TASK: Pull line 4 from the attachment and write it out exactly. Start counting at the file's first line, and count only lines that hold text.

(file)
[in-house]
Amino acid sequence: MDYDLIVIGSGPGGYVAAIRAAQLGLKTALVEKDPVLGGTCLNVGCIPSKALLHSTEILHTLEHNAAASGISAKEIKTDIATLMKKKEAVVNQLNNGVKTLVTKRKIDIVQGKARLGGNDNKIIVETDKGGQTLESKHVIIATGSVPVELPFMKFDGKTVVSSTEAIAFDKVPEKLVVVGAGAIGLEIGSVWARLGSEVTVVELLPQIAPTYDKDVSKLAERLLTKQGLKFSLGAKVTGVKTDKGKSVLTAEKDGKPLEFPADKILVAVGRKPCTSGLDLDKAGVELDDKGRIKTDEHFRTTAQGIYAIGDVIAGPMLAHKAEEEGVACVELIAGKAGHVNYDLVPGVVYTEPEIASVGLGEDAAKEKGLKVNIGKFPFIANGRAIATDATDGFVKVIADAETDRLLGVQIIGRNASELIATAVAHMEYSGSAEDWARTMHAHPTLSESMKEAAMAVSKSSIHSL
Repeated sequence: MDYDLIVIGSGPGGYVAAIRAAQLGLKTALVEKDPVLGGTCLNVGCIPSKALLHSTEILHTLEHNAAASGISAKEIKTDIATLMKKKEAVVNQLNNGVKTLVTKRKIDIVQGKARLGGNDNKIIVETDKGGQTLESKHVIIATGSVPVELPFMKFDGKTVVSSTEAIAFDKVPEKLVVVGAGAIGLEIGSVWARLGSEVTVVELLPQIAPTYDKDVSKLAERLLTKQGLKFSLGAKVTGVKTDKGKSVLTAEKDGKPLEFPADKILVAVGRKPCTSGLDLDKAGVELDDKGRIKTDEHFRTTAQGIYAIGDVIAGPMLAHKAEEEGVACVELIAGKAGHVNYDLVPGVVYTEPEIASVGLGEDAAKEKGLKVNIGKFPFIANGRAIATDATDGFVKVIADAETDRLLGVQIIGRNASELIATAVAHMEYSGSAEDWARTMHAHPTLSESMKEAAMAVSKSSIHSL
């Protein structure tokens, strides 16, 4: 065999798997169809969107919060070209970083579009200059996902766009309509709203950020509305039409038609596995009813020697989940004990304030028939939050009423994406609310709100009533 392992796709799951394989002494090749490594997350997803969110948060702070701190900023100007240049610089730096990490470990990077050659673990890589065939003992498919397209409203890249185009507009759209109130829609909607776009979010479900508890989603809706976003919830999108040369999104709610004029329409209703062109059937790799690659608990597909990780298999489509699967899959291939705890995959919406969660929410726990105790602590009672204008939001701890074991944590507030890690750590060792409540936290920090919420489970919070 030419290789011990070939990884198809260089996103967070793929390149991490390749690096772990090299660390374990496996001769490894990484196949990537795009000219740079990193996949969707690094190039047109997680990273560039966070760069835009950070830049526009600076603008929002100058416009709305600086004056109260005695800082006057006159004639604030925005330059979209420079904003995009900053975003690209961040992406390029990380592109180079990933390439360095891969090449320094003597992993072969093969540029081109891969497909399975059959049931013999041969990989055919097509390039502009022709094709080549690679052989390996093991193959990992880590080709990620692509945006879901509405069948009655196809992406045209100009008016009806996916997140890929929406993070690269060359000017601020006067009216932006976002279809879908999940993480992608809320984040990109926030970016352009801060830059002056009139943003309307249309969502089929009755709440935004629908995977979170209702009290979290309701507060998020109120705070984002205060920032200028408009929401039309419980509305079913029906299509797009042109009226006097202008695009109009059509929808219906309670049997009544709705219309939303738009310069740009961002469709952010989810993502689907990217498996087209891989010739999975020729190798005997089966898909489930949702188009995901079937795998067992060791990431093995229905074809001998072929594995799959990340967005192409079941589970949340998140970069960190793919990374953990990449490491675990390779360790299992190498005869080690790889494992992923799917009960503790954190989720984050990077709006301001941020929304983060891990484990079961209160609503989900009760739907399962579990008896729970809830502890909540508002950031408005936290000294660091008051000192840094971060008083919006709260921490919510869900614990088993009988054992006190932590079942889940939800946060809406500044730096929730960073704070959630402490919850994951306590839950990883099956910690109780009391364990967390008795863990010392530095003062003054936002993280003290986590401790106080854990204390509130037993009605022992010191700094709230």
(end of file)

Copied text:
């Protein structure tokens, strides 16, 4: 065999798997169809969107919060070209970083579009200059996902766009309509709203950020509305039409038609596995009813020697989940004990304030028939939050009423994406609310709100009533 392992796709799951394989002494090749490594997350997803969110948060702070701190900023100007240049610089730096990490470990990077050659673990890589065939003992498919397209409203890249185009507009759209109130829609909607776009979010479900508890989603809706976003919830999108040369999104709610004029329409209703062109059937790799690659608990597909990780298999489509699967899959291939705890995959919406969660929410726990105790602590009672204008939001701890074991944590507030890690750590060792409540936290920090919420489970919070 030419290789011990070939990884198809260089996103967070793929390149991490390749690096772990090299660390374990496996001769490894990484196949990537795009000219740079990193996949969707690094190039047109997680990273560039966070760069835009950070830049526009600076603008929002100058416009709305600086004056109260005695800082006057006159004639604030925005330059979209420079904003995009900053975003690209961040992406390029990380592109180079990933390439360095891969090449320094003597992993072969093969540029081109891969497909399975059959049931013999041969990989055919097509390039502009022709094709080549690679052989390996093991193959990992880590080709990620692509945006879901509405069948009655196809992406045209100009008016009806996916997140890929929406993070690269060359000017601020006067009216932006976002279809879908999940993480992608809320984040990109926030970016352009801060830059002056009139943003309307249309969502089929009755709440935004629908995977979170209702009290979290309701507060998020109120705070984002205060920032200028408009929401039309419980509305079913029906299509797009042109009226006097202008695009109009059509929808219906309670049997009544709705219309939303738009310069740009961002469709952010989810993502689907990217498996087209891989010739999975020729190798005997089966898909489930949702188009995901079937795998067992060791990431093995229905074809001998072929594995799959990340967005192409079941589970949340998140970069960190793919990374953990990449490491675990390779360790299992190498005869080690790889494992992923799917009960503790954190989720984050990077709006301001941020929304983060891990484990079961209160609503989900009760739907399962579990008896729970809830502890909540508002950031408005936290000294660091008051000192840094971060008083919006709260921490919510869900614990088993009988054992006190932590079942889940939800946060809406500044730096929730960073704070959630402490919850994951306590839950990883099956910690109780009391364990967390008795863990010392530095003062003054936002993280003290986590401790106080854990204390509130037993009605022992010191700094709230």